In a new study security researchers from SRLabs have exposed a serious vulnerability – Smart Spies attack in smart speakers from Amazon and Google. According to SRLabs, smart speaker voice apps – Skills for Alexa and Actions on Google Home can be abused to eavesdrop on users or vish (voice-phish) their passwords.
The researchers demonstrated that with Smart Spies attack they can get these smart speakers to silently record users or ask their Google account passwords by simply uploading a malicious software disguised as Alexa skill or Google action.
The SRLabs team added “�. ” (U+D801, dot, space) character sequence to various locations inside the backend of a normal Alexa/Google Home app. They tell a user that an app has failed, insert the “�. ” to induce a long pause, and then prompt the user with the phishing message after a few minutes. This tricks users into believing the phishing message has nothing to do with the previous app with which they interacted.
Using this sequence, the voice assistants kept on listening for much longer than usual for further commands. Anything the user says is then automatically transcribed and can be sent directly to the hacker.
This revelation of Smart Spies attack is unsurprising considering Alexa and Google Home were found phishing and eavesdropping before. In June of this year, two lawsuits were filed in Seattle that allege that Amazon is recording voiceprints of children using its Alexa devices without their consent. Later, Amazon employees were found listening to Echo audio recordings, followed by Google’s language experts doing the same.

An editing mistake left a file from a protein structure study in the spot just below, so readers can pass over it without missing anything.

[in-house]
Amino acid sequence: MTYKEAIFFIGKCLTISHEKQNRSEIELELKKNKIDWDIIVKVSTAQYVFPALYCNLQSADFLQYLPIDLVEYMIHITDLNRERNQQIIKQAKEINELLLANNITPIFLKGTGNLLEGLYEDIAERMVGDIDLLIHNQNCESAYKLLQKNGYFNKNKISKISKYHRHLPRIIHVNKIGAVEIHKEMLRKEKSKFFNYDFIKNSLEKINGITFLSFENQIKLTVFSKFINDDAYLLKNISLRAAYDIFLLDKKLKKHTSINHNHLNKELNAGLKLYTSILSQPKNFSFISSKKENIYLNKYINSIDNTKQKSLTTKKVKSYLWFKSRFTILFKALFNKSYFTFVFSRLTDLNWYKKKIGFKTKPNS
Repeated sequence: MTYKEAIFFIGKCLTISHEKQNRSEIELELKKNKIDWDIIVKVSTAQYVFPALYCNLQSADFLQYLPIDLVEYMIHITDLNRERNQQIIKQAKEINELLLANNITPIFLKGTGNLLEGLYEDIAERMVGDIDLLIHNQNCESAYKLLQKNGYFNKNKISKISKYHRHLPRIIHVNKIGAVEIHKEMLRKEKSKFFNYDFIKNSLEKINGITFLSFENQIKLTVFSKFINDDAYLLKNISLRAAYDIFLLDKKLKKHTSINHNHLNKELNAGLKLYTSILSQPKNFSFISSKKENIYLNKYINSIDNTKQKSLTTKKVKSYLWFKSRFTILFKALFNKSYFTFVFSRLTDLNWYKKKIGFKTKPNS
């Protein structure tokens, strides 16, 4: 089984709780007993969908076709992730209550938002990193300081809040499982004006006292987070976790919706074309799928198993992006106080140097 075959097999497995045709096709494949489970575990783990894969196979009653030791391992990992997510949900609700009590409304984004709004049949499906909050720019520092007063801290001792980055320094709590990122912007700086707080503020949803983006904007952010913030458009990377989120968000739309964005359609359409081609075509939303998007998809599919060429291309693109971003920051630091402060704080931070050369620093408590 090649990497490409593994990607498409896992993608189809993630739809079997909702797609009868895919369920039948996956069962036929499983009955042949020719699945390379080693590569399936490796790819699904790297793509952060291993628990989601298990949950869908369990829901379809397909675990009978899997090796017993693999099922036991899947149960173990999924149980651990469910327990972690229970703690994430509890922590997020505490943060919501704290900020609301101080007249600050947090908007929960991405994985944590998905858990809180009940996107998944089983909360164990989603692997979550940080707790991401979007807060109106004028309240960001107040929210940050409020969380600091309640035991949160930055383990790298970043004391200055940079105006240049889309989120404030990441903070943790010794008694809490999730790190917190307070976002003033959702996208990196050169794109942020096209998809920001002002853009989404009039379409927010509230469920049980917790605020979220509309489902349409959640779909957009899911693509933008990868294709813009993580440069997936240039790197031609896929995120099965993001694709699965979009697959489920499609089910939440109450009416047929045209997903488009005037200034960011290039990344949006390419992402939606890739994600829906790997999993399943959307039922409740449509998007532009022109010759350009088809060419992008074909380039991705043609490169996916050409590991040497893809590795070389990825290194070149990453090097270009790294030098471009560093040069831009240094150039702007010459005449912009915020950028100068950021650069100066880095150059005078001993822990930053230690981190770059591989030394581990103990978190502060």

SRLabs researchers urge users to be more aware of Smart Spies attack and the potential of malicious voice apps that abuse their smart speakers. They caution users to be more aware of third-party app sources while installing a new voice app on their speakers.
Measures suggested to Google and Amazon to avoid Smart Spies attack
- Amazon and Google need to implement better protection, starting with a more thorough review process of third-party Skills and Actions made available in their voice app stores.
- The voice app review needs to check explicitly for copies of built-in intents.
- Unpronounceable characters like “�. “ and silent SSML messages should be removed to prevent arbitrary long pauses in the speakers’ output.
- Suspicious output texts including “password“ deserve particular attention or should be disallowed completely.
In a statement provided to Ars Technica, Amazon said it has put new mitigations in place to prevent and detect skills from being able to do this kind of thing in the future. It said that it takes down skills whenever this kind of behavior is identified. Google also told Ars Technica that it has review processes to detect this kind of behavior, and has removed the actions created by the security researchers. The company is conducting an internal review of all third-party actions, and has temporarily disabled some actions while this is taking place.
On Twitter people condemned Google and Amazon and cautioned others not to buy their smart speakers.
It's bad enough having my phone bleep occasionally when I say "OK" and a random word. Chances of me ever buying one of these devices is zero and not likely to ever change.https://t.co/mNzN43BoFf
— Claude Road 🌎 (@ClaudeRdCardiff) October 22, 2019
If you have one of these contraptions you've put a spy in your own home. Congratulations. https://t.co/OvCl7nfovD
— Jake Hanrahan (@Jake_Hanrahan) October 21, 2019
For more information, read the blog post on Smart Spies attack by SRLabs.
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